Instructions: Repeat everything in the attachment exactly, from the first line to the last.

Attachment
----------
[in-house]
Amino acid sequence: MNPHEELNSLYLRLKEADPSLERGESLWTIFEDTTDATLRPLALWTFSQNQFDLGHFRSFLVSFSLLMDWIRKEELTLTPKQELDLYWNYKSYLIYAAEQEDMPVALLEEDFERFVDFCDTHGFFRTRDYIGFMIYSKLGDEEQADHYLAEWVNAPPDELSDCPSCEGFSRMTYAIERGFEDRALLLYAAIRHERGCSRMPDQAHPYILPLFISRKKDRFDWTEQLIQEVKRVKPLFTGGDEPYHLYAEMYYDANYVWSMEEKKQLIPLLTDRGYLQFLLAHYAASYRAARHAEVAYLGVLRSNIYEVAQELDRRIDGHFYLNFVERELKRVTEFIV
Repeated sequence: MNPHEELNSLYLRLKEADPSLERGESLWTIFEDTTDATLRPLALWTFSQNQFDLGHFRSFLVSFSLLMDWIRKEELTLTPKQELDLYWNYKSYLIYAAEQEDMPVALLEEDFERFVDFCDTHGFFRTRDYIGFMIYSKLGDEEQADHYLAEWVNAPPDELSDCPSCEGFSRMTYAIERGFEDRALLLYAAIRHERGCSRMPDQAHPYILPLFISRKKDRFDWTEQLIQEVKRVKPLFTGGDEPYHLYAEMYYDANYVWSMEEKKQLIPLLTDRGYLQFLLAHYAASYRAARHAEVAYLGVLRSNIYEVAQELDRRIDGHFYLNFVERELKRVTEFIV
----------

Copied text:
[in-house]
Amino acid sequence: MNPHEELNSLYLRLKEADPSLERGESLWTIFEDTTDATLRPLALWTFSQNQFDLGHFRSFLVSFSLLMDWIRKEELTLTPKQELDLYWNYKSYLIYAAEQEDMPVALLEEDFERFVDFCDTHGFFRTRDYIGFMIYSKLGDEEQADHYLAEWVNAPPDELSDCPSCEGFSRMTYAIERGFEDRALLLYAAIRHERGCSRMPDQAHPYILPLFISRKKDRFDWTEQLIQEVKRVKPLFTGGDEPYHLYAEMYYDANYVWSMEEKKQLIPLLTDRGYLQFLLAHYAASYRAARHAEVAYLGVLRSNIYEVAQELDRRIDGHFYLNFVERELKRVTEFIV
Repeated sequence: MNPHEELNSLYLRLKEADPSLERGESLWTIFEDTTDATLRPLALWTFSQNQFDLGHFRSFLVSFSLLMDWIRKEELTLTPKQELDLYWNYKSYLIYAAEQEDMPVALLEEDFERFVDFCDTHGFFRTRDYIGFMIYSKLGDEEQADHYLAEWVNAPPDELSDCPSCEGFSRMTYAIERGFEDRALLLYAAIRHERGCSRMPDQAHPYILPLFISRKKDRFDWTEQLIQEVKRVKPLFTGGDEPYHLYAEMYYDANYVWSMEEKKQLIPLLTDRGYLQFLLAHYAASYRAARHAEVAYLGVLRSNIYEVAQELDRRIDGHFYLNFVERELKRVTEFIV